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Tackle that to-do list: tips for executive dysfunction and autism

Updated: Apr 11, 2023

Executive dysfunction is a common aspect of the day-to-day difficulties that can leave Autistics exhausted, frustrated, and with little to show for their gargantuan efforts. With these tips for managing executive dysfunction and autism, you can help yourself or someone you know to find solutions that actually get things done!



Learn the basics


Executive functioning can be thought of as the little manager in your brain that tells you what to do, when, and how to do it. It deals with things like time management, focus, emotional regulation, and making decisions. People with various cognitive disabilities experience executive dysfunction, where there is some difficulty or disruption in one or more aspects of executive functioning.


Can't get anything crossed off your to-do list? It might be executive dysfunction! Difficulty with time management, staying focused, regulating emotions, and making decisions. Autism Personal Coach.

Autistic people do not have a unique profile of executive dysfunction--the ways Autistic people experience this dysfunction are all different, and can mirror those with other kinds of disabilities such as ADHD or TBI (traumatic brain injury).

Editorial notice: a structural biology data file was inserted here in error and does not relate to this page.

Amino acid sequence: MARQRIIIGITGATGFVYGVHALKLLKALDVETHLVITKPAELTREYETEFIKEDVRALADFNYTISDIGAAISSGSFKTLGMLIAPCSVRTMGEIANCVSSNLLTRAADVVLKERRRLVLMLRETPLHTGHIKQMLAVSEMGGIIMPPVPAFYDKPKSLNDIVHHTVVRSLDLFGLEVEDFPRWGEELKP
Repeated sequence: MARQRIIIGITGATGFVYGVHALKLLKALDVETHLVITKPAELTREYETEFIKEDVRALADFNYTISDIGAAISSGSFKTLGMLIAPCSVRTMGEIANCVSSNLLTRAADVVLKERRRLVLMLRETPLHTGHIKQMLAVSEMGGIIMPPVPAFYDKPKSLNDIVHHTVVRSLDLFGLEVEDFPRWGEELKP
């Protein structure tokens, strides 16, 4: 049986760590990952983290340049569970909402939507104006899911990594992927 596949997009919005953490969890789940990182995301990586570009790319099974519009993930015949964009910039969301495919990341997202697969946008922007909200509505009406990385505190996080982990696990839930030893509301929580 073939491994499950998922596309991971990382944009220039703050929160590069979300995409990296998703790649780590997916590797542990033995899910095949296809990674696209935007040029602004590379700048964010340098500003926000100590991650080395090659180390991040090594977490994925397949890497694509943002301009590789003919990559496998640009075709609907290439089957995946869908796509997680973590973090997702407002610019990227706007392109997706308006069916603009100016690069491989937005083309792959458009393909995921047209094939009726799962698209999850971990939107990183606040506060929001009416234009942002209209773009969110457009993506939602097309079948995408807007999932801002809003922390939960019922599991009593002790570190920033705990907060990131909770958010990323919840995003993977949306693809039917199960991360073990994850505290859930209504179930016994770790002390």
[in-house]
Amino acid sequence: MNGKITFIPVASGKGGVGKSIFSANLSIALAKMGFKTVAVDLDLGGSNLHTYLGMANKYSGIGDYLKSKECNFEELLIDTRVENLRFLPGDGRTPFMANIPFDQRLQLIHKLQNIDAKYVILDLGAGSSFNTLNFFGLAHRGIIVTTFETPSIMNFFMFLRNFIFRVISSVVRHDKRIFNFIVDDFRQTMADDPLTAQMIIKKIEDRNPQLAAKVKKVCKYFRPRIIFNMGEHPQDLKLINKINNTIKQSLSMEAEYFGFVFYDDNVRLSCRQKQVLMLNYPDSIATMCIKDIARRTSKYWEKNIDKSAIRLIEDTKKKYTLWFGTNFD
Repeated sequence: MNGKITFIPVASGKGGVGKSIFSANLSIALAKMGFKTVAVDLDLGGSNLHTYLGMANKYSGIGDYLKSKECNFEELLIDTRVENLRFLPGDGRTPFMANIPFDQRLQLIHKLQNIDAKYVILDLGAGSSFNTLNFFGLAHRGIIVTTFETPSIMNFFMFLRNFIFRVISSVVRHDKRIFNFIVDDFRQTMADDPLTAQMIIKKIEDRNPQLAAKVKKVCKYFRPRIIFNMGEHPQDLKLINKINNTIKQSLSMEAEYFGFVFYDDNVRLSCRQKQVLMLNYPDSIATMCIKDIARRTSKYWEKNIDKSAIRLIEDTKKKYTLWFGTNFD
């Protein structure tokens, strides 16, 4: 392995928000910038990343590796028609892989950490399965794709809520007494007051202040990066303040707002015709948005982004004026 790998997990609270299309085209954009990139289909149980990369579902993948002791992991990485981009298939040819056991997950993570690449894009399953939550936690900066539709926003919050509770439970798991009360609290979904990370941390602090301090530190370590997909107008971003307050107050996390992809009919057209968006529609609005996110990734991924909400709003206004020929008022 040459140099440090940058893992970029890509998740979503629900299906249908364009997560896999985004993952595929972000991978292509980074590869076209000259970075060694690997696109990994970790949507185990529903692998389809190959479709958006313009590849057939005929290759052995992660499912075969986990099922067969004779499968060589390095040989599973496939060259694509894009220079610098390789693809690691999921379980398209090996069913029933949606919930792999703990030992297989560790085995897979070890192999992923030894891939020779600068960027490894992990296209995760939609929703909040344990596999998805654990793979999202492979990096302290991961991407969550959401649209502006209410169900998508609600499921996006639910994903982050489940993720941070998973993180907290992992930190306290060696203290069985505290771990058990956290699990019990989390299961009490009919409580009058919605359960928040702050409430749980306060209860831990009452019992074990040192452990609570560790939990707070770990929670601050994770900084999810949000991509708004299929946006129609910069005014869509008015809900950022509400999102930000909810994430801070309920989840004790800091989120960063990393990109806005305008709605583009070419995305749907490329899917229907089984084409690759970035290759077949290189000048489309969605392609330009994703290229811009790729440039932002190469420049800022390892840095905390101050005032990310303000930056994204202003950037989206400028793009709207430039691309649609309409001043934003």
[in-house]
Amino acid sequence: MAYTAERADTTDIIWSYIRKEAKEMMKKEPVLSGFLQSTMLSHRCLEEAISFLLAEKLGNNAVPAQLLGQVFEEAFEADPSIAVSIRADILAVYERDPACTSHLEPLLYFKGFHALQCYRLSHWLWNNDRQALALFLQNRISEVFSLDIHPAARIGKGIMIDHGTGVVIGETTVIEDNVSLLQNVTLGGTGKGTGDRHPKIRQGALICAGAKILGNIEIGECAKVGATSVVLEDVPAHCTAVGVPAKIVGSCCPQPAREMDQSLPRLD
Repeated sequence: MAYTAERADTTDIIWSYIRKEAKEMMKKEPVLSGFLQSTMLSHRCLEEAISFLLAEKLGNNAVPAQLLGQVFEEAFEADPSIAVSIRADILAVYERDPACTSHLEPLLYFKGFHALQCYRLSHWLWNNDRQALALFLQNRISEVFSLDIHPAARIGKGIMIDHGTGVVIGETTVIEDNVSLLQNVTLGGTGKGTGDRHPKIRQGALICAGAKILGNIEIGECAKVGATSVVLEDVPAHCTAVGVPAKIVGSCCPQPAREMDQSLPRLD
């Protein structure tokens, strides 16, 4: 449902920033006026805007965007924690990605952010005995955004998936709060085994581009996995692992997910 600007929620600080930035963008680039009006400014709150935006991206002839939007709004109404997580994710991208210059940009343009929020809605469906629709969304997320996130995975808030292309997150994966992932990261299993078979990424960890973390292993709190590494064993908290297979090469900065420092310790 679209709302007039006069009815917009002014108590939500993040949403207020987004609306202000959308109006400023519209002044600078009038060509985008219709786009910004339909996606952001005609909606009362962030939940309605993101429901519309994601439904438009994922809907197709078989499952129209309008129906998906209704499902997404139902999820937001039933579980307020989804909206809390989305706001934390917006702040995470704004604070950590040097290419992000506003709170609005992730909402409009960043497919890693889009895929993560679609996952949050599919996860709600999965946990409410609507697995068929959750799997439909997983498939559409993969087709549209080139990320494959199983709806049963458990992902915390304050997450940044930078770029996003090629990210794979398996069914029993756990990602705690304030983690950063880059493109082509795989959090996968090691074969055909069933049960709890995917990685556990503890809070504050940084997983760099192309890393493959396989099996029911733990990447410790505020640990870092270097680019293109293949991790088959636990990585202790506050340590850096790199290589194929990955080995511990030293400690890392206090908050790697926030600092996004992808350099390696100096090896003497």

Remove "lazy" from your vocabulary


Some autistic people who struggle with executive dysfunction may have been told that they're lazy or unmotivated, but it's just not true! Most struggles with "laziness" are actually caused by executive dysfunction. Lazy is an imposter!


Calling someone lazy implies that they have no concept of a task's importance and that they lack the necessary motivation. But someone who's struggling with executive dysfunction is usually bursting with urgency and motivation--their brain just won't "get into gear."


Recognize the signs


If these experiences are relatable to you or a loved one, there may be executive functioning issues at play:

  • Feeling hungry, but you can't make food

  • Frustration over unwanted tasks

  • Struggling to put thoughts into words

  • Difficulty making decisions when there's no "right" answer

  • Poor working memory or inconsistent memory

  • Experiencing overwhelm when a big task has many small steps


Work with your brain, not against it


If there are times where your brain doesn't seem to be working with you, no matter what your desires are or how strongly you want them, then you may be experiencing executive dysfunction. While there's no "cure," the Coaches at Autism Personal Coach are very practiced in helping our clients manage this neurodivergent trait. We can help you find ways to work with your brain instead of against it!


Once executive dysfunction is more under control, many people's lives drastically improve. If you or someone you know struggles with executive functioning issues, contact us to learn how APC can help you.

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